The start of anything new is always an exciting but tense time. You have an idea which you are sure could potentially be the next “killer app”. Google itself started off as a search engine and is now the second-most valuable company in the United States! With your new idea in hand, you spend weeks, sometimes even months, surveying the market, meeting with investors and, most importantly, working on the app itself.
In this early stage, your team will most probably comprise of overworked engineers with very little time on their hands, scarce resources and a limited understanding of the market. All of this contributes to you making rushed decisions which will inevitably make your app less than stellar.
However, once the app has reached a marketable stage, you make it available for download and wait until people start to download and use it. Soon, feedback starts to trickle in via customer reviews and you realize how things could be different and in some cases, better than what you’re initial idea for the app was.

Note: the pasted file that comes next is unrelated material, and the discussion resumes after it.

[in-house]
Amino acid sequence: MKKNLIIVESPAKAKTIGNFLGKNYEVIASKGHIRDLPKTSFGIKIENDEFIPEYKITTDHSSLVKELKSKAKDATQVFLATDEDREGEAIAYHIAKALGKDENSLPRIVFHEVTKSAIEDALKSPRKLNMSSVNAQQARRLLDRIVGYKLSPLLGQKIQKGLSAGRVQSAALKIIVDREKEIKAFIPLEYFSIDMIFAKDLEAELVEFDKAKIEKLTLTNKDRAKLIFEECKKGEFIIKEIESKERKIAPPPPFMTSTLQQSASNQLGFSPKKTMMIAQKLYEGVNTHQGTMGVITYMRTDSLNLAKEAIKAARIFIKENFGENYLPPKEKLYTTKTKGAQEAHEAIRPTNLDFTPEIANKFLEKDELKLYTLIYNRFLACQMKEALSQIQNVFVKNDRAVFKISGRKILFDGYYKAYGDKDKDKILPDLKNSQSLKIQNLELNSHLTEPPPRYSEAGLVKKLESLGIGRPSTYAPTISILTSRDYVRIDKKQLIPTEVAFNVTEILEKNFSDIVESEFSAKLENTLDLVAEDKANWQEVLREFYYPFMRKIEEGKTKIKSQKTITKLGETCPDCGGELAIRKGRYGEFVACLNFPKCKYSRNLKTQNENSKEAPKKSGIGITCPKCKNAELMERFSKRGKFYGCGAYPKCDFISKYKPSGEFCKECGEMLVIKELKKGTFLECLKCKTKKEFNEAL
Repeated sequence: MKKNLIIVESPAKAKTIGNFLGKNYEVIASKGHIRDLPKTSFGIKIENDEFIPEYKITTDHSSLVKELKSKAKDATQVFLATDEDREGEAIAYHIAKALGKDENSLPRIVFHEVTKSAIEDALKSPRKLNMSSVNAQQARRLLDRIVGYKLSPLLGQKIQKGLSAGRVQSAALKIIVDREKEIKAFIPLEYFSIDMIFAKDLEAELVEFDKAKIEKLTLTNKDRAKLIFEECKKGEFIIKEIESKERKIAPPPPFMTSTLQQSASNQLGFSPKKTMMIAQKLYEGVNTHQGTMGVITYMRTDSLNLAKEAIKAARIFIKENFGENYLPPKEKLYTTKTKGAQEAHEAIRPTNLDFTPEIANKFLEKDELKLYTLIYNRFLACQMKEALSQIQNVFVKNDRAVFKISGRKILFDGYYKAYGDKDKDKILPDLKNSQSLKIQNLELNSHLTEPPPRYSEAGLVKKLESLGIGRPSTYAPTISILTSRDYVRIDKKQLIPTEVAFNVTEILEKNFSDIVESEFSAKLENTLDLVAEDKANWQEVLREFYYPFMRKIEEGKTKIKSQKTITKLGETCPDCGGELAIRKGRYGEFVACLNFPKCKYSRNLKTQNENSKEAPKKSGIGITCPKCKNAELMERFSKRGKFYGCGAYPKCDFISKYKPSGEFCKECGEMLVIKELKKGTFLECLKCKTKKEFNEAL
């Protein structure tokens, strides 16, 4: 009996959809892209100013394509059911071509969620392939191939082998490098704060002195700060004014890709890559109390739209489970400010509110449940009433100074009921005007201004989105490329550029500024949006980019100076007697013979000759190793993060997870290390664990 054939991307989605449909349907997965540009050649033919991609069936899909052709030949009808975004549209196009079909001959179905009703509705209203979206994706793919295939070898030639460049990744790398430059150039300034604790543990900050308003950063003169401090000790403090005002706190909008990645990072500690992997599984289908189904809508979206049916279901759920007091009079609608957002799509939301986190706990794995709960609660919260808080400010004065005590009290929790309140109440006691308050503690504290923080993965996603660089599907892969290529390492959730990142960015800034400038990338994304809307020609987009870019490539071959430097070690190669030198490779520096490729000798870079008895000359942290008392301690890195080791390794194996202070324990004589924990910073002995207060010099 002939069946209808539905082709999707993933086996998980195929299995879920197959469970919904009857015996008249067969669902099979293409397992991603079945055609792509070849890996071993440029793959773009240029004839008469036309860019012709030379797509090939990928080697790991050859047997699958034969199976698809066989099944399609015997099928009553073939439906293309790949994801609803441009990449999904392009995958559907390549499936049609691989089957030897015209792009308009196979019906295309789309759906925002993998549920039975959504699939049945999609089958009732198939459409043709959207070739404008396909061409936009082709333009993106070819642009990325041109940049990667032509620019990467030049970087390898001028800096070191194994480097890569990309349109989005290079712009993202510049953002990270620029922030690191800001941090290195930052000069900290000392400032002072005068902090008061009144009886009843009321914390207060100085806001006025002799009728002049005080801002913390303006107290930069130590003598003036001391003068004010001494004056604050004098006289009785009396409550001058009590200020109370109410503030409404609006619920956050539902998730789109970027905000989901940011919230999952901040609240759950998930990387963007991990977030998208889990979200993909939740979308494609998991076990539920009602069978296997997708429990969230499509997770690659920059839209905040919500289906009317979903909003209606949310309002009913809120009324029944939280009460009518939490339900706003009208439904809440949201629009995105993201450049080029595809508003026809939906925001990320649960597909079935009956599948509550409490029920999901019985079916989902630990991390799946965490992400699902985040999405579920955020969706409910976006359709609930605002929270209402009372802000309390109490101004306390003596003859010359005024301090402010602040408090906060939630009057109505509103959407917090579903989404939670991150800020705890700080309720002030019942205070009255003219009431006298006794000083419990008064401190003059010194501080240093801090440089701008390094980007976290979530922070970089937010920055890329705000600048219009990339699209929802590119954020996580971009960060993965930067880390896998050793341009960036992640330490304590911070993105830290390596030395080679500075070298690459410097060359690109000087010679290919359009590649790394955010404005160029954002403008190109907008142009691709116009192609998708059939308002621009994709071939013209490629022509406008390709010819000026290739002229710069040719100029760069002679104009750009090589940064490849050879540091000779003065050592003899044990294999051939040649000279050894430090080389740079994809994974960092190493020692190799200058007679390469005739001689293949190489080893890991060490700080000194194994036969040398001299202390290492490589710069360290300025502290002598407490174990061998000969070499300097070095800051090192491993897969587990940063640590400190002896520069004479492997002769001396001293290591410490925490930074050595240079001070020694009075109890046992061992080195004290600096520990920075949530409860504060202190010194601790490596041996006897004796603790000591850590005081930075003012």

So What Should You Do Then?
You start responding to the feedback and your customer base starts to grow, you gain a better understanding of the market and your engineers get more experience, thus making rewrites easier. Depending on how market-savvy you are and how innovate and helpful your app is you may achieve product & market fit.
Rewrites After Achieving Product & Market Fit
Rewrites may have to be done even after achieving product & market fit due to a number of factors:
- A new version of an operating system may be on the horizon.
- Customers may ask for new features to be implemented.
- Debugging the existing code may have become too complicated.
However, rewrites are a risky venture and should only be undertaken when it is absolutely necessary as new bugs may get introduced or old bugs may reappear.
Today, you need to use HTML5 and other technologies as a developer. The need is to create apps that run in most mobile versions of the OS. For instance, if you are creating an app for the Android, it is always useful to create apps that run right from Android 2.3 at least. This ensures a wider audience helping you plunge into possibly more profits.